Demonstrators march during a protest attended by about 600 people ahead of the upcoming NATO Summit 2014, in Newport, Wales, Britain, on Aug. 30. / Neil Munns, European Press Photo Agency
LONDON - It feels as if the world is facing an unprecedented number of global security crises, NATO's former Supreme Allied Commander said ahead of a key gathering for the 28-nation military alliance that will see heads of state, including President Obama, travel to Wales this week.
Adm. James Stavridis, NATO's highest-ranking military officer from 2009-13, and now dean of Tufts University's Fletcher School of Law and Diplomacy, said the Sept. 4-5 summit - taking place just outside the Welsh capital of Cardiff, in the town of Newport - is "clearly the most important one since the fall of the Berlin Wall because of the clear level of multi-crises" unfolding around the world all at once.
Among the major areas of concern Stavridis identified Islamic State activities in Syria and Iraq, and along the Turkish border; the continuing fallout from the Arab Spring (in Libya and Egypt); the winding down of NATO's mission in Afghanistan and the challenge of setting up a longer-term mission there; escalating concerns over cyberthreats; territorial disputes in the South China Sea; what he called the "classic black swan" that is the Ebola virus; ever-more-forceful environmental catastrophes; and "many others."
However, Stavridis said that the issue that will dominate summit discussions by Obama, German President Angela Merkel, French President Francois Hollande and some 60 other leaders and senior diplomats will be what to do about "Russian adventurism" in eastern and southern Ukraine.
The meeting is NATO's first major jamboree since 2012, in Chicago, where enlargement of the alliance and the deepening of partnerships were salient parts of deliberations. But just a few years later the institution that was set up in 1949 to push back against postwar Soviet expansionism, prevent European nationalist militarism and to encourage political integration is being challenged anew by Russia's alleged backing of separatist fighters over the border in Ukraine.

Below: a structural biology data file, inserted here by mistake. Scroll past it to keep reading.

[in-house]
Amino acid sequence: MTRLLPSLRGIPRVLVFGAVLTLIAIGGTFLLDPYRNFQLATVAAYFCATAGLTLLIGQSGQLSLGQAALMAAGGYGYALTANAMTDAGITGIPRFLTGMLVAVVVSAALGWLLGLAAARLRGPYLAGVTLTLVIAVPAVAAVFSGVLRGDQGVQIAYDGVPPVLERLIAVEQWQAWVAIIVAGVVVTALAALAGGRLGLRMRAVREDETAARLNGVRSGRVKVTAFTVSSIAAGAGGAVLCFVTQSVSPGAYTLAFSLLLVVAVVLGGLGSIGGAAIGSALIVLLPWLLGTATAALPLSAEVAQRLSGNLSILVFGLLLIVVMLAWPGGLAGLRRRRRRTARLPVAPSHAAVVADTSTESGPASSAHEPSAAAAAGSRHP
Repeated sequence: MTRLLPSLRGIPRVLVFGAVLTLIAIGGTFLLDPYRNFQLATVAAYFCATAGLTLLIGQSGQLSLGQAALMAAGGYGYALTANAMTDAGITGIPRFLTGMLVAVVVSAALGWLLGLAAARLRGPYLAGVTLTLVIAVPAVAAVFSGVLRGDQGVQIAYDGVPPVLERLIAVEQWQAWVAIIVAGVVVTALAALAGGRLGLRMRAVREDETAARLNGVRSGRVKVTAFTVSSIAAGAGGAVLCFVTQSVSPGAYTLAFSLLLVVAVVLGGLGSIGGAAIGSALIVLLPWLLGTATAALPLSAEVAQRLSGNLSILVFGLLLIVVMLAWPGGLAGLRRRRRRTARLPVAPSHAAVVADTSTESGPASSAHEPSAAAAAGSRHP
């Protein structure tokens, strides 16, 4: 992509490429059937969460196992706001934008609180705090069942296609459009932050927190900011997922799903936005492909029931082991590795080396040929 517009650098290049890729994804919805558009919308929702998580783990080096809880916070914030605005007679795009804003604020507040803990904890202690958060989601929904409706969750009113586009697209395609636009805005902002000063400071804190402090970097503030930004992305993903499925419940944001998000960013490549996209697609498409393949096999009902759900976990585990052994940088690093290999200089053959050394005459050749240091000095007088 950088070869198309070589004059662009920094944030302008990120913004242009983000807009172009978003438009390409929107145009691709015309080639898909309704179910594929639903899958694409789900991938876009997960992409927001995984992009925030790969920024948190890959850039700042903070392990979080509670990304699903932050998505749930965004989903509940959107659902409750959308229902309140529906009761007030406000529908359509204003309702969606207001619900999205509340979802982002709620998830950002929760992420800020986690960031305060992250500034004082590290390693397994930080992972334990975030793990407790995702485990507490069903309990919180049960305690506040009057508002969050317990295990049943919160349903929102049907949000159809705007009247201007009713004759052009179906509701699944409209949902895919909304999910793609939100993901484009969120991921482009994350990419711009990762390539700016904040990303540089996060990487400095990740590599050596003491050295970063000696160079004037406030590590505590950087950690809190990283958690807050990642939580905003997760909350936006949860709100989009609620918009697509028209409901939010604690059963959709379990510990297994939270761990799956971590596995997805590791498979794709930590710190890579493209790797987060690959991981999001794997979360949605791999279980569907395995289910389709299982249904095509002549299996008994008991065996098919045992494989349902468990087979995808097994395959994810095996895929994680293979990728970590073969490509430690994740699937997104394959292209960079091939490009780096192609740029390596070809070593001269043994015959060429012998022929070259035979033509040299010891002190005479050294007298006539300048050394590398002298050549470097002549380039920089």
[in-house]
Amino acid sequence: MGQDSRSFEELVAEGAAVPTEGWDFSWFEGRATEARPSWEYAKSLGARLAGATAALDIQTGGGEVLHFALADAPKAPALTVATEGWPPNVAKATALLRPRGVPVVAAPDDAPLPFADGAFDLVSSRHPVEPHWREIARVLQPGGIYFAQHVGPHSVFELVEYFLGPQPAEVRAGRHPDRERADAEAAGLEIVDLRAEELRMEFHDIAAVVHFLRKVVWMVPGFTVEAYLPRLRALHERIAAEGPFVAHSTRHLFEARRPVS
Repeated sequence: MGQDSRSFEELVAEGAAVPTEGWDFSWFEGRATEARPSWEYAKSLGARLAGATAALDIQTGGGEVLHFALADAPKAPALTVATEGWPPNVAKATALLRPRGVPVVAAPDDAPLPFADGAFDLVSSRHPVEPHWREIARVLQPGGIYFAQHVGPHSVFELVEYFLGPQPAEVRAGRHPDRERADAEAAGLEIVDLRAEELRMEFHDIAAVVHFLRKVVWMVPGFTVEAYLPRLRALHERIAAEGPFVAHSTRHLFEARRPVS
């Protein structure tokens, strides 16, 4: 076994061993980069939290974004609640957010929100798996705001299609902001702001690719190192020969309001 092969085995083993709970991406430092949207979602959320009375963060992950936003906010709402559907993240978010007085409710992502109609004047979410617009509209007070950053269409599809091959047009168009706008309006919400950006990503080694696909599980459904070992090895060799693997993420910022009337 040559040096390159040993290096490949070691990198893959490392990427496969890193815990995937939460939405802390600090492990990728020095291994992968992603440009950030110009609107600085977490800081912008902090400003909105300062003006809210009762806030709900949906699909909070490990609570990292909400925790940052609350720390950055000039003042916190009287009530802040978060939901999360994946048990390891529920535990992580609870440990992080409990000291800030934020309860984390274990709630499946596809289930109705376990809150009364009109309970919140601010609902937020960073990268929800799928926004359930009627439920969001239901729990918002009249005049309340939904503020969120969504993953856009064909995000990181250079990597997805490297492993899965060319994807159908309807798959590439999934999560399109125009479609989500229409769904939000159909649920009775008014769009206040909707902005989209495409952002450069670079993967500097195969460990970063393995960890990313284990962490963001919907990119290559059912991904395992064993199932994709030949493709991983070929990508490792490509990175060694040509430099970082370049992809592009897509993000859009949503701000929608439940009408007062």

Ukraine's government in Kiev alleges with NATO support - and Moscow denies - that Russian troops are being actively deployed in the east and south of the country, a standoff that is threatening direct military confrontation between the two neighboring states, and that has the potential to pull in NATO's biggest military powers, such as the USA and Britain.
"If NATO is not seen to react meaningfully (to Russian action in Ukraine) then it doesn't much matter what it says about the Middle East or events in the Indian Ocean or anything else. In one sense this is a summit with a long agenda, but actually, there's only really one item on it," said Michael Clarke, the director general of the Royal United Services Institute, a London-based think tank that specializes in defense and security research. "NATO has to come up with a set of policies that can deal with Russian subversion."
But Xenia Wickett, who previously served in the State Department in South East Asia and now runs the USA program at Chatham House, an international affairs institute in London, said in a briefing for journalists on Thursday that the summit in Newport should be seen as a "way station" rather than an "endpoint" in terms of dealing with NATO's current and emerging security challenges.
"There's a risk that the summit becomes all about putting out fires rather than a more strategic one," she said. "The summit needs to pay attention to current events, but it also needs to look much further ahead in terms of where NATO (as an organization) is going."
Under NATO's Article 5 an attack against one NATO member is an attack against all members. Ukraine is not a full member of NATO but a "partner," which means it cooperates on a range of issues with the alliance, including receiving some military assistance.
However, Kiev has indicated that it will seek full NATO membership, and Article 5 does in theory apply to the Baltic states of Estonia, Latvia and Lithuania, which sit on Russia's doorstep.
President Obama, who will travel to Estonia on Tuesday to meet with all three Baltic leaders, is expected to send a strong signal to Russia about its alleged aggression in Ukraine and to reconfirm the USA's commitment to NATO's Article 5.
There are other topics of major significance for NATO that will be addressed in Wales. Not least, NATO leaders are likely to say something about what kind of defense posture the alliance will take in Afghanistan next year given that its responsibility for domestic security will pass almost entirely to Afghans at the end of this year.
A statement about NATO spending is also expected. Only a few NATO members currently spend the target of 2% of GDP on defense. The USA spends closer to 4%, according to World Bank data. The crisis in Ukraine means some counties may be asked to commit to more spending.
Still, while NATO today appears to be facing a multiplication of conflicts led by state and non-states, the nature of the threats is not necessarily as grave as in previous years, said Robin Niblett, the director of Chatham House, during the briefing in London.
"The existential threat that NATO members faced through the Cold War we do not face today, even from terrorist attacks - as dreadful and bloody and damaging as they can be," he said. (On Friday, Britain raised its level of threat from international terrorism from "substantial" to "severe," the second-highest level, suggesting an attack is highly likely.)
"The idea of nuclear Holocaust, which we were living with through that period, we must remember that we are not living in that world now."
Kim Hjelmgaard is USA TODAY's London-based Deputy World Editor. Follow him on Twitter @khjelmgaard
Read the original story: NATO summit 'most important' since fall of Berlin Wall